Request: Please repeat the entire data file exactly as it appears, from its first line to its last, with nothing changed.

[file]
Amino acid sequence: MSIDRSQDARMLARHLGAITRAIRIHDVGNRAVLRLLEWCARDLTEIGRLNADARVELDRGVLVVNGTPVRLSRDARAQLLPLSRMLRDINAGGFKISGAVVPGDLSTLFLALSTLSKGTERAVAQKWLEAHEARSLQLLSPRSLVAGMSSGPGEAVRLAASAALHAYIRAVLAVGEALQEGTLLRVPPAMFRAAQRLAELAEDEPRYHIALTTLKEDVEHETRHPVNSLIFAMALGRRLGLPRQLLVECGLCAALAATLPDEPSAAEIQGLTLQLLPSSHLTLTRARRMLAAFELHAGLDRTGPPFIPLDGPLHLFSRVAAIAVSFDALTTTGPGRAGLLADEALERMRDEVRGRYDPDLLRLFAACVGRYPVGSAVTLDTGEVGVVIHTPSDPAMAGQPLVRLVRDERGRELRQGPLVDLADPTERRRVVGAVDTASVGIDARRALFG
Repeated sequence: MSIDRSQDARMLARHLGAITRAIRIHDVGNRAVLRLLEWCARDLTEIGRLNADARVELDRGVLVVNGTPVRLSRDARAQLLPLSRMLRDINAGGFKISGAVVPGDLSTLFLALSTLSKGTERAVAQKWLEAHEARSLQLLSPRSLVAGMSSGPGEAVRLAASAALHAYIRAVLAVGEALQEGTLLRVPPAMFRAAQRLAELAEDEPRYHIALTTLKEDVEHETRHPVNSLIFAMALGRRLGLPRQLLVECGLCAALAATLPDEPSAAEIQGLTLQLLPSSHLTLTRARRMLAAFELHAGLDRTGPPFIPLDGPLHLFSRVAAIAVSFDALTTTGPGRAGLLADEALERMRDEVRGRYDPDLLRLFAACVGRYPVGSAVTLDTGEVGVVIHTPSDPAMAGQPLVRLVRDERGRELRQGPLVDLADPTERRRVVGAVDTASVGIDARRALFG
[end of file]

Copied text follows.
Amino acid sequence: MSIDRSQDARMLARHLGAITRAIRIHDVGNRAVLRLLEWCARDLTEIGRLNADARVELDRGVLVVNGTPVRLSRDARAQLLPLSRMLRDINAGGFKISGAVVPGDLSTLFLALSTLSKGTERAVAQKWLEAHEARSLQLLSPRSLVAGMSSGPGEAVRLAASAALHAYIRAVLAVGEALQEGTLLRVPPAMFRAAQRLAELAEDEPRYHIALTTLKEDVEHETRHPVNSLIFAMALGRRLGLPRQLLVECGLCAALAATLPDEPSAAEIQGLTLQLLPSSHLTLTRARRMLAAFELHAGLDRTGPPFIPLDGPLHLFSRVAAIAVSFDALTTTGPGRAGLLADEALERMRDEVRGRYDPDLLRLFAACVGRYPVGSAVTLDTGEVGVVIHTPSDPAMAGQPLVRLVRDERGRELRQGPLVDLADPTERRRVVGAVDTASVGIDARRALFG
Repeated sequence: MSIDRSQDARMLARHLGAITRAIRIHDVGNRAVLRLLEWCARDLTEIGRLNADARVELDRGVLVVNGTPVRLSRDARAQLLPLSRMLRDINAGGFKISGAVVPGDLSTLFLALSTLSKGTERAVAQKWLEAHEARSLQLLSPRSLVAGMSSGPGEAVRLAASAALHAYIRAVLAVGEALQEGTLLRVPPAMFRAAQRLAELAEDEPRYHIALTTLKEDVEHETRHPVNSLIFAMALGRRLGLPRQLLVECGLCAALAATLPDEPSAAEIQGLTLQLLPSSHLTLTRARRMLAAFELHAGLDRTGPPFIPLDGPLHLFSRVAAIAVSFDALTTTGPGRAGLLADEALERMRDEVRGRYDPDLLRLFAACVGRYPVGSAVTLDTGEVGVVIHTPSDPAMAGQPLVRLVRDERGRELRQGPLVDLADPTERRRVVGAVDTASVGIDARRALFG